The Bailegh industrial box and plan folder, used to bend and shape thin metals
experimenting on the box and plan folder  to create different bends and angles
Experimenting on the metal rolling tool to create curvatures within my metal. I wanted to implement much use of curves and sharp angles within my work.
Other interesting shapes created by our group. The metal can also be bent by hand to create different forms.

When each of our components had been beautified and shaped by us, it was then time to join them together! We did this by using the techniques which Daz showed us i.e. pop riveting, i felt it was important to implement each of these joining methods into our models and this would mean it was a true reflection of testing and experimentation. When combining the components, the form will usually start to suggest way to build, as you can see in the image above our model may be more of an ‘exterior display’ or it may be a more enclosed interior concentrated model; this technique of allowing different elements to lead to an image being created is also noted in my technical drawing session with Brian.

Combining two very interesting forms of metal, i like the juxtaposition of curves and angles together; I decided to use a pop rivet for my joining method. I think this will form the basis for the end model, all other components will have to work around this central element.
An image to show all of our final components, shaped and moulded. It will be interesting to see what we can make when they are all combined together!

The final hurdle – Our finished piece.

Collaborating all of our cleverly formed, bent, and melted components together, we were left with this beautifully aesthetic, rather abstract model. The model is a wonderful reflection of different joining methods and taking a different approach to manipulate and change each component we were made to work with.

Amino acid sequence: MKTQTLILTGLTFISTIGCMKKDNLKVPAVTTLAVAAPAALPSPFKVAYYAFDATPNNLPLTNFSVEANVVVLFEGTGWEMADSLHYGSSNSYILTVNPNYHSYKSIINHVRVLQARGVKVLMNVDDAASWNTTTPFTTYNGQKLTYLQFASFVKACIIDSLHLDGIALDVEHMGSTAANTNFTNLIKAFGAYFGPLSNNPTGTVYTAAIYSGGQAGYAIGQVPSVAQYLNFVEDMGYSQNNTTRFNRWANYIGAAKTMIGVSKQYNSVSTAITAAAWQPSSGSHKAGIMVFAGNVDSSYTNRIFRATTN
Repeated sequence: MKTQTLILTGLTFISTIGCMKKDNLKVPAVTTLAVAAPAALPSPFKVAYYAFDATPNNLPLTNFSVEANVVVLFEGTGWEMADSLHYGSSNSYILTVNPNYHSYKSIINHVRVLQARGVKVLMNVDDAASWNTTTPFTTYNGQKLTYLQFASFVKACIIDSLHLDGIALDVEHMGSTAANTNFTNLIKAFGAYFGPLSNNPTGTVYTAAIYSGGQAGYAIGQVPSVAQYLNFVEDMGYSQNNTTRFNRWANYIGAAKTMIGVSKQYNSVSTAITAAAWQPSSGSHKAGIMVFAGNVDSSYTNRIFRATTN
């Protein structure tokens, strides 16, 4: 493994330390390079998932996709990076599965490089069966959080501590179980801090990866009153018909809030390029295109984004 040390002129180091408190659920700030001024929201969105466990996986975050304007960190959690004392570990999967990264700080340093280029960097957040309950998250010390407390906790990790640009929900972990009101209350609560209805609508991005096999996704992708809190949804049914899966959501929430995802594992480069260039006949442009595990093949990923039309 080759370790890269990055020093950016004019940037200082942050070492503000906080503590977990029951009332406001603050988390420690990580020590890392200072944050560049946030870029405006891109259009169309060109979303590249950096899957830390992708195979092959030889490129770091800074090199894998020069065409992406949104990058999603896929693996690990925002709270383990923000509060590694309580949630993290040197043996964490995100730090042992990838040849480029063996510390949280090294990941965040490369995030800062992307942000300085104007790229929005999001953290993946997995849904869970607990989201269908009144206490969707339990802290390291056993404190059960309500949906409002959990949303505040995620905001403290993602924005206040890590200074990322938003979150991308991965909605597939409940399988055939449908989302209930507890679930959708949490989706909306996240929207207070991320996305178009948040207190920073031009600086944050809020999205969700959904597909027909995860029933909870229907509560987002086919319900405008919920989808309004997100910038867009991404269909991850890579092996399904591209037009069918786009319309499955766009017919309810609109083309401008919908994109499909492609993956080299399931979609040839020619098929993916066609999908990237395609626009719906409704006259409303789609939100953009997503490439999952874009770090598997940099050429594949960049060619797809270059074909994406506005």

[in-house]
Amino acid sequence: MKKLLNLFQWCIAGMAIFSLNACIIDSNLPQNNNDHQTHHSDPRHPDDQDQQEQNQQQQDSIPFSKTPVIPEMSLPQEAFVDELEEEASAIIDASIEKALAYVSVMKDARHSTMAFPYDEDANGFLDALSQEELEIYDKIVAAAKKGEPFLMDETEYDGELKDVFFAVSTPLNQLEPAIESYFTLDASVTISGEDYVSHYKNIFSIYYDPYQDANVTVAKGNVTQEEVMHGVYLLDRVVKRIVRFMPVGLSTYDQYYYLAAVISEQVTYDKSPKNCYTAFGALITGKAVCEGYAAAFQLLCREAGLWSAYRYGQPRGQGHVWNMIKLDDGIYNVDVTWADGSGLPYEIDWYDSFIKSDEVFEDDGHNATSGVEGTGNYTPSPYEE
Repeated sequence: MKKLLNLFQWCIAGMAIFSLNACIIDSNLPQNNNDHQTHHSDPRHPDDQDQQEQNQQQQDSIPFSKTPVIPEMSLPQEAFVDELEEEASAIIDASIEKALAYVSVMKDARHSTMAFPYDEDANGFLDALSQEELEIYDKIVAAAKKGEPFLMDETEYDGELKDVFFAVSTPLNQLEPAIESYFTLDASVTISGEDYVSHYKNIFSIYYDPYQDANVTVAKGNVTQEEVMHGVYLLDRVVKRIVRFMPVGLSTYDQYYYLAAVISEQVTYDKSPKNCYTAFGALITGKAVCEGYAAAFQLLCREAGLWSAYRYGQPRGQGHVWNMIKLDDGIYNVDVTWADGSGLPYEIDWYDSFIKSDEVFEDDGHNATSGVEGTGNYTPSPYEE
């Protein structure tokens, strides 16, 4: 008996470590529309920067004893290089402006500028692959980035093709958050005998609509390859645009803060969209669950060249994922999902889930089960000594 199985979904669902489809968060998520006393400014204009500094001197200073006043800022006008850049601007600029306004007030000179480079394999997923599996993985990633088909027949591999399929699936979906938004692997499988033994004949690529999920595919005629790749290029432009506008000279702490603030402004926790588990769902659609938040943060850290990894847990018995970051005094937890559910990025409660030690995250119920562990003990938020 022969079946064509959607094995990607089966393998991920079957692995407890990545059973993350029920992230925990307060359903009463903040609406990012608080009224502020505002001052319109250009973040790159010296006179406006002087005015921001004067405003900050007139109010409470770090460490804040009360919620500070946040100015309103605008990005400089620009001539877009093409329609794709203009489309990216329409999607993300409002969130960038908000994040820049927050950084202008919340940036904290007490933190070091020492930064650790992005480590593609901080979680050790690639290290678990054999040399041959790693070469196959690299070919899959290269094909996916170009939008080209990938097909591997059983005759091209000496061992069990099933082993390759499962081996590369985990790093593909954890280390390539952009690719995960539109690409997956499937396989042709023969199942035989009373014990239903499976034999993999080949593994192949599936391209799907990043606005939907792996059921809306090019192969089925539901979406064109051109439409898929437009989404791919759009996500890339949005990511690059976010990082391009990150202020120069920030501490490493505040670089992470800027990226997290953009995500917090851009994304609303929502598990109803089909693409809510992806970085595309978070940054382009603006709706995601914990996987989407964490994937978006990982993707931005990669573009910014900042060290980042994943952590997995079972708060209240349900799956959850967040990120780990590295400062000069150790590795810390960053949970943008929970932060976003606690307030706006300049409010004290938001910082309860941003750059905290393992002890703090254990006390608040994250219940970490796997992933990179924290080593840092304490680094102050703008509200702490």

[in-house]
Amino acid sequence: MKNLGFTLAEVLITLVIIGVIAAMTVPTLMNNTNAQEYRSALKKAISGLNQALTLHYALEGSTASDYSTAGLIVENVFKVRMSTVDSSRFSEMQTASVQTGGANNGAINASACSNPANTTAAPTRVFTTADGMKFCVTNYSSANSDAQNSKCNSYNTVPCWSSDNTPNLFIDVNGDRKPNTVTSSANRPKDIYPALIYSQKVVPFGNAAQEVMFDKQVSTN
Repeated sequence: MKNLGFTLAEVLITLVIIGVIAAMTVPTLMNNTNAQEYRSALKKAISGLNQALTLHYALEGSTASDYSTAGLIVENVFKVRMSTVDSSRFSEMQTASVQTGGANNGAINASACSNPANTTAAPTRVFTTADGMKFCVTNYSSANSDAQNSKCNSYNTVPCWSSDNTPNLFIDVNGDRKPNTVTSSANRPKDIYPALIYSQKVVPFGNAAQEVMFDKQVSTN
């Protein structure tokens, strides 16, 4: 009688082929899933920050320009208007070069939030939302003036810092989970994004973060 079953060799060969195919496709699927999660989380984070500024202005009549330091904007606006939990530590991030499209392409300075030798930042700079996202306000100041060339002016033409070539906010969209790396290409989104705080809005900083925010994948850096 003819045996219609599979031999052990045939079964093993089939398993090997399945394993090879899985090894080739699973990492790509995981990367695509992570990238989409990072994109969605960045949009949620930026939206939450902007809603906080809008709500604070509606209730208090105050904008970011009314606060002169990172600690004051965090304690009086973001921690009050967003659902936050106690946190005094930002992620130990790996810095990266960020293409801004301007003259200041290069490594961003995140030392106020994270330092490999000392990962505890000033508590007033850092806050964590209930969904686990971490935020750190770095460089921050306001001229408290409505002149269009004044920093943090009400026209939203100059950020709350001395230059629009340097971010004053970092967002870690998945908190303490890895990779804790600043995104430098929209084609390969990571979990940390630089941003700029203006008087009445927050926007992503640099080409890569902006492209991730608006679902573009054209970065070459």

This caterpillar looking construction is our final model piece. The juxtaposition of elevated elements against lower floor level elements creates rhythm, and pattern, something said to be a great aspect of good design. The rippling effects in the metal work allows our eyes to follow the structure and be excited for what we are about to see next within the model. We have incorporated use of positive and negative shapes, by infilling some of the plastic cups, and leaving some of them free to look into. From a structural, architectural point of view, if this model was on a human sided scale I.e. the size of your average building, standing below the largely elevated portion of the model to the right would be a fantastic experience. This part of the model is intended to look as if it is falling, but is actually perfectly safe and held up. It would be a great project idea to print images of this model out and add figure drawings, to add scale. We haven’t over used colours within the model, but just incorporated them again in a rhythmic fashion, at the start, middle, and finish of the model. There is some sort of energy about the model, it isn’t an enclosed structure but an open, elongated one, translating movement and ambition within. I am incredibly proud of myself and my groups for the outcome of this thinking through making project, for we have not just mocked up a random model, but thought about different elements, and thought about what makes good design.